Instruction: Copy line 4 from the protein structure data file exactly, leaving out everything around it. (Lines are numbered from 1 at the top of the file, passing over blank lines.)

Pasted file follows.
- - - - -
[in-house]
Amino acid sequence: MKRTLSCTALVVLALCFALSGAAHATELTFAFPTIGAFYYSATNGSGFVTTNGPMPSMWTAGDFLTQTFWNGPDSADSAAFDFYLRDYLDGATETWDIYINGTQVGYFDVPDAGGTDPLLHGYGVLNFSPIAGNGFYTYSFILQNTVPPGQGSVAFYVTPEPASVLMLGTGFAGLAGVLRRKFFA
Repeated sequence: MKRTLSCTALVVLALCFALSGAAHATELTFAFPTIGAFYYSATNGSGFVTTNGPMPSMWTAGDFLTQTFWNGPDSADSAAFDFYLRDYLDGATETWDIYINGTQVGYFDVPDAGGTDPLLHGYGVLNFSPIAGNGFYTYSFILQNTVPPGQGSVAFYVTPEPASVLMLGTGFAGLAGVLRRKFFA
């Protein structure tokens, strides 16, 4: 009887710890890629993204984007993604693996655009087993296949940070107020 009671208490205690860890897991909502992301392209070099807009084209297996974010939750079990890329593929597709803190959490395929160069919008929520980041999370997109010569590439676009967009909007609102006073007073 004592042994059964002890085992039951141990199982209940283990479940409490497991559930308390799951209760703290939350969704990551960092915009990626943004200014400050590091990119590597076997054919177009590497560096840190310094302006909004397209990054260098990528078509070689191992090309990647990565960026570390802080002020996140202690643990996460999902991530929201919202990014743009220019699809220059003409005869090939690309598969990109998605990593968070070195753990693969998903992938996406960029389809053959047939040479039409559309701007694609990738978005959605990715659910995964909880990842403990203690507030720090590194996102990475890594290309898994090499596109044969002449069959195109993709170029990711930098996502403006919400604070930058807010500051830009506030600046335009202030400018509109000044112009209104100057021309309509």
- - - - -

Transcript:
């Protein structure tokens, strides 16, 4: 009887710890890629993204984007993604693996655009087993296949940070107020 009671208490205690860890897991909502992301392209070099807009084209297996974010939750079990890329593929597709803190959490395929160069919008929520980041999370997109010569590439676009967009909007609102006073007073 004592042994059964002890085992039951141990199982209940283990479940409490497991559930308390799951209760703290939350969704990551960092915009990626943004200014400050590091990119590597076997054919177009590497560096840190310094302006909004397209990054260098990528078509070689191992090309990647990565960026570390802080002020996140202690643990996460999902991530929201919202990014743009220019699809220059003409005869090939690309598969990109998605990593968070070195753990693969998903992938996406960029389809053959047939040479039409559309701007694609990738978005959605990715659910995964909880990842403990203690507030720090590194996102990475890594290309898994090499596109044969002449069959195109993709170029990711930098996502403006919400604070930058807010500051830009506030600046335009202030400018509109000044112009209104100057021309309509």